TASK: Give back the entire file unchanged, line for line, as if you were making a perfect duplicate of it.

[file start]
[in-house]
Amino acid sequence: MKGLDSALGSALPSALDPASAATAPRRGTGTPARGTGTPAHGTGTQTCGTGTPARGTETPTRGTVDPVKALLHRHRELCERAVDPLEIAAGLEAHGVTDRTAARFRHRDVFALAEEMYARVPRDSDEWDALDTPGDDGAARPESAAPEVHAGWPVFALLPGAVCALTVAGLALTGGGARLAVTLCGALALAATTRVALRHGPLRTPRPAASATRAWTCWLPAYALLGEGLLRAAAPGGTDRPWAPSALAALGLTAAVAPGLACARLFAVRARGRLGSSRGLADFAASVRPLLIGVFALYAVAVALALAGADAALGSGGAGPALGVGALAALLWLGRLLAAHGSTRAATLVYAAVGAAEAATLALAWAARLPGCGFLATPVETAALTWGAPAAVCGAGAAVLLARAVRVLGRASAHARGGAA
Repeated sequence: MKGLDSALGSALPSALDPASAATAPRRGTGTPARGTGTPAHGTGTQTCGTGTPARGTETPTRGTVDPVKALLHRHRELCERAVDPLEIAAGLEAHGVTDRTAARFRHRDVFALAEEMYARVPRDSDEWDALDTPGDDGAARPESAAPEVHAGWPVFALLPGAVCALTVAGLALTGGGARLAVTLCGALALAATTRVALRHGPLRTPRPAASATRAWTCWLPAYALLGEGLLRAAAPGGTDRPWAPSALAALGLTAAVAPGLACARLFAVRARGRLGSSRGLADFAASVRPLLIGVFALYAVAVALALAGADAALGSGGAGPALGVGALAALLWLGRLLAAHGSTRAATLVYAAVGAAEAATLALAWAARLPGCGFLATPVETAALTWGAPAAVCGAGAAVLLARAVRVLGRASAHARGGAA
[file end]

[in-house]
Amino acid sequence: MKGLDSALGSALPSALDPASAATAPRRGTGTPARGTGTPAHGTGTQTCGTGTPARGTETPTRGTVDPVKALLHRHRELCERAVDPLEIAAGLEAHGVTDRTAARFRHRDVFALAEEMYARVPRDSDEWDALDTPGDDGAARPESAAPEVHAGWPVFALLPGAVCALTVAGLALTGGGARLAVTLCGALALAATTRVALRHGPLRTPRPAASATRAWTCWLPAYALLGEGLLRAAAPGGTDRPWAPSALAALGLTAAVAPGLACARLFAVRARGRLGSSRGLADFAASVRPLLIGVFALYAVAVALALAGADAALGSGGAGPALGVGALAALLWLGRLLAAHGSTRAATLVYAAVGAAEAATLALAWAARLPGCGFLATPVETAALTWGAPAAVCGAGAAVLLARAVRVLGRASAHARGGAA
Repeated sequence: MKGLDSALGSALPSALDPASAATAPRRGTGTPARGTGTPAHGTGTQTCGTGTPARGTETPTRGTVDPVKALLHRHRELCERAVDPLEIAAGLEAHGVTDRTAARFRHRDVFALAEEMYARVPRDSDEWDALDTPGDDGAARPESAAPEVHAGWPVFALLPGAVCALTVAGLALTGGGARLAVTLCGALALAATTRVALRHGPLRTPRPAASATRAWTCWLPAYALLGEGLLRAAAPGGTDRPWAPSALAALGLTAAVAPGLACARLFAVRARGRLGSSRGLADFAASVRPLLIGVFALYAVAVALALAGADAALGSGGAGPALGVGALAALLWLGRLLAAHGSTRAATLVYAAVGAAEAATLALAWAARLPGCGFLATPVETAALTWGAPAAVCGAGAAVLLARAVRVLGRASAHARGGAA